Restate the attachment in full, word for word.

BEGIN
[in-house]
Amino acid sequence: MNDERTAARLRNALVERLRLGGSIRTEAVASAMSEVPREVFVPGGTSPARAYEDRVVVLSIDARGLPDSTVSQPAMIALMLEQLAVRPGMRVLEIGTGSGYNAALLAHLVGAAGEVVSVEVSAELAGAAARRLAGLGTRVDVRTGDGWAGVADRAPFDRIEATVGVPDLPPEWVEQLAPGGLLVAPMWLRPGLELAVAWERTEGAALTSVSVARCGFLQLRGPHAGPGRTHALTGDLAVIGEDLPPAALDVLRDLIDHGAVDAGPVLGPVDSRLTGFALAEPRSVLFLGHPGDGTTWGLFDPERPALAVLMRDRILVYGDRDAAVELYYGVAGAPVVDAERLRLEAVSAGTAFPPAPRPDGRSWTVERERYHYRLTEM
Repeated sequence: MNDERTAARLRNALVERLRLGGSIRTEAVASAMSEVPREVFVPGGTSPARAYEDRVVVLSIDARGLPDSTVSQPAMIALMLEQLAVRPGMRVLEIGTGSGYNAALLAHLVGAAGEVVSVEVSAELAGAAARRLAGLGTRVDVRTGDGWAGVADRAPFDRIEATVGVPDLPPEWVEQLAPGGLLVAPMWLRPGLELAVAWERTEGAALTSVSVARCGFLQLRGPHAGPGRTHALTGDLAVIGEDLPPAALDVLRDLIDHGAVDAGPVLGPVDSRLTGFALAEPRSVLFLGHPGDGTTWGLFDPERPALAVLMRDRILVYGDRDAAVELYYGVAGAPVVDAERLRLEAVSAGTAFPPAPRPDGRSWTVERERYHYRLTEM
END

[in-house]
Amino acid sequence: MNDERTAARLRNALVERLRLGGSIRTEAVASAMSEVPREVFVPGGTSPARAYEDRVVVLSIDARGLPDSTVSQPAMIALMLEQLAVRPGMRVLEIGTGSGYNAALLAHLVGAAGEVVSVEVSAELAGAAARRLAGLGTRVDVRTGDGWAGVADRAPFDRIEATVGVPDLPPEWVEQLAPGGLLVAPMWLRPGLELAVAWERTEGAALTSVSVARCGFLQLRGPHAGPGRTHALTGDLAVIGEDLPPAALDVLRDLIDHGAVDAGPVLGPVDSRLTGFALAEPRSVLFLGHPGDGTTWGLFDPERPALAVLMRDRILVYGDRDAAVELYYGVAGAPVVDAERLRLEAVSAGTAFPPAPRPDGRSWTVERERYHYRLTEM
Repeated sequence: MNDERTAARLRNALVERLRLGGSIRTEAVASAMSEVPREVFVPGGTSPARAYEDRVVVLSIDARGLPDSTVSQPAMIALMLEQLAVRPGMRVLEIGTGSGYNAALLAHLVGAAGEVVSVEVSAELAGAAARRLAGLGTRVDVRTGDGWAGVADRAPFDRIEATVGVPDLPPEWVEQLAPGGLLVAPMWLRPGLELAVAWERTEGAALTSVSVARCGFLQLRGPHAGPGRTHALTGDLAVIGEDLPPAALDVLRDLIDHGAVDAGPVLGPVDSRLTGFALAEPRSVLFLGHPGDGTTWGLFDPERPALAVLMRDRILVYGDRDAAVELYYGVAGAPVVDAERLRLEAVSAGTAFPPAPRPDGRSWTVERERYHYRLTEM